A few people have asked for some details about the conference. I’m going to the congress of the International Federation of Agricultural Journalists. Every year, the International Federation of Agricultural Journalists holds a meeting. The location moves to a different country every year. Canada hosted in the congress in Guelph in 2011. This is the first time that the Congress has ever been held in South Africa. Congress involves formal presentations on topics of interest about agriculture in the host country. There is also a delegate meeting, some formal dinners, and an awards presentation. Since this is an agricultural conference, we also do farm tours, where delegates travel around to see farming operations in the host country. The majority of delegates are journalists or agricultural communicators, or are involved in the agricultural sector in some way. This year’s congress will take place from April 2-April 8.
There have been some questions about preparation for the trip, so I’ll go into that first.
I found out I’d won the bursary in January. I got a call from Trevor Bacque, who runs GrainsWest magazine for the Alberta Barley Commission. I’ve known Trevor for a while through the Alberta Farm Writers Association, and so I thought he was calling me about an article I’d just written for him. He called me and said, “I’ve got good news.” It took me a minute to clue in and then I said, “I’m going to Africa?”
I immediately booked a visit with the travel clinic to get my shots updated. I have nothing but good things to say about the Edmonton Travel Health Clinic. The nurse was thorough and very professional. Since I’ve done a fair amount of travelling, I didn’t have to get many shots. I think I got a booster for typhoid/diphtheria, a new measles/mumps vaccine because we have an outbreak in Alberta, and a tetanus shot. I think it’s really important to get all your shots updated. When you’re travelling, you can take diseases from your home area to other areas, so it’s best to be responsible and careful. I write a lot about animal disease, herd health and vaccinating animals, and this has spread over to my understanding of human health. (Weird aside- I had rabies shots when I went to Mongolia, so I have partial rabies immunity for life. This is not an invitation to bite me)
Personally, I don’t have to take any malaria medication, because I am not going to Kruger National Game park. The areas around Cape Town are malaria free. However, you still want to cover up, and bring heavy duty mosquito repellent.
I then booked my flight, which ended up being a lot more stressful than I anticipated. Because I wanted some specific things, I didn’t want to book online. I didn’t want to fly through Turkey because of the recent political situation, and I didn’t want a long layover anywhere. I didn’t want to arrive at night, because arriving late at night in a new place when you’re exhausted can be very disorienting and unsettling. And I needed to arrive on a certain day, so that I could just go from the Johannesburg airport to our conference setting, Kievits Kroon. Check this place out.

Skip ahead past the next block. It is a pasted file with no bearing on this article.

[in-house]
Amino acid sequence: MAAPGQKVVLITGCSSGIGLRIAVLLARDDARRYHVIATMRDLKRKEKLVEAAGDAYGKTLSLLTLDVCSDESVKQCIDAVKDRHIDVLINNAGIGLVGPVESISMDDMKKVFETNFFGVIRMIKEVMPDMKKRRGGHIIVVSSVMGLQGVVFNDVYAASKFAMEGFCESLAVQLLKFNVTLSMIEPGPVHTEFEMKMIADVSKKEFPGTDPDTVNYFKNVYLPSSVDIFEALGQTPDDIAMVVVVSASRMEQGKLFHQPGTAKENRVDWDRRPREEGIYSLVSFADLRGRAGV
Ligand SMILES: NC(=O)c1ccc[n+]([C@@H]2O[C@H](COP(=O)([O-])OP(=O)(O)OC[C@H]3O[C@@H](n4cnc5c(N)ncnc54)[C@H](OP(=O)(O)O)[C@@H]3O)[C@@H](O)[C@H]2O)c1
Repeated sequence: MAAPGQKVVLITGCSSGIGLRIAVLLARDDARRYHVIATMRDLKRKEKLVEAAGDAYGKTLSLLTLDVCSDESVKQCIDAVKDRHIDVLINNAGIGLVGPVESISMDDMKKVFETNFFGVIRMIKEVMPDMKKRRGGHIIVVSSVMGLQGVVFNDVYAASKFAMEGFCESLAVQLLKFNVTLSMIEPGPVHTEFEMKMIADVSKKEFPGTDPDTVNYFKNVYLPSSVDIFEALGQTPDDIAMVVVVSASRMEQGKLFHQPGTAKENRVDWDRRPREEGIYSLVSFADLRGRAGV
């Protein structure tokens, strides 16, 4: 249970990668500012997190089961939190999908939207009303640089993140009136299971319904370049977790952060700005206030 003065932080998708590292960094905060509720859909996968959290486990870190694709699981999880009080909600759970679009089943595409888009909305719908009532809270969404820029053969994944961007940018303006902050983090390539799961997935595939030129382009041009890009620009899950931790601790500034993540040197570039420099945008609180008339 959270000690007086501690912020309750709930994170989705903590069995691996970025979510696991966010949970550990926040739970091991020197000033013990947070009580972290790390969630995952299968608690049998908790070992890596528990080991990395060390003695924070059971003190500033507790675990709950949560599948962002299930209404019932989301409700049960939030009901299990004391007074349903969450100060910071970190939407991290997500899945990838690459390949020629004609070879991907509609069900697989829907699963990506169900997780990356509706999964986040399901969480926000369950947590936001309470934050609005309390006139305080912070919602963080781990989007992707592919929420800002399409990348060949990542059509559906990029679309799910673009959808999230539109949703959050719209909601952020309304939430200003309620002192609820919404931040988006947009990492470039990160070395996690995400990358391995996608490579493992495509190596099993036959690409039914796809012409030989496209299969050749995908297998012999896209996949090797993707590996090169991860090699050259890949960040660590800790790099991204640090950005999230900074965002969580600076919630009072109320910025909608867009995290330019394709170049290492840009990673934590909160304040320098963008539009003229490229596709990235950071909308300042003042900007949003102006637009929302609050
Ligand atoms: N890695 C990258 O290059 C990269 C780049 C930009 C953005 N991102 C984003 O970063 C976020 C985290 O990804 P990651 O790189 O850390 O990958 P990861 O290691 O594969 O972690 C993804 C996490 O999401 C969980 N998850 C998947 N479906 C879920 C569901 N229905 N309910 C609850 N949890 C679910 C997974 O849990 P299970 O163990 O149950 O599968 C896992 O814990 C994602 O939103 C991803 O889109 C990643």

To get my flights, I ended up calling a bunch of travel agents and having lots of numbers thrown at me. There were some pretty insane prices, and some wild routes. One flight had me arriving two days early, and another had me flying through Hong Kong. (I’ve always wanted to spend time in Hong Kong, but that does not seem logical.). Finally, I drove to Flight Centre in Bonnie Doon, spoke to a travel agent face to face and got everything arranged. (Thumbs up for Vik Mahajan at Flight Centre, Bonnie Doon Branch.)
Arranging that flight took about an hour.
So now I’m flying through Seattle and Dubai before heading to Johannesburg. Please note that this flight was arranged before the current laptop ban. On the way back, I’m flying from Dubai to Seattle so I will have to put my laptop into my checked luggage.
The conference will start out at Kievits Kroon, which is in the country near Pretoria. We will have a couple days of formal presentation, and then we’ll divide into smaller groups and go on bus tours to farms. In the middle of the conference, we fly to Cape Town, and we’ll be doing some more touring around there as well. Following the conference, I’ll be staying in Cape Town for a few days to see the sites and enjoy the city.
(PS- My dad was wondering why I neglected to mention something in my last blog post. I didn’t mention that in 2008, I went on assignment as a journalist to the Philippines on a 10 day study tour with the Canadian Cooperative Association. I got to tour farms and co-operatives in the Philippines and write about them. I just edited that detail for space. So there you go, Dad. I’ve mentioned it now.)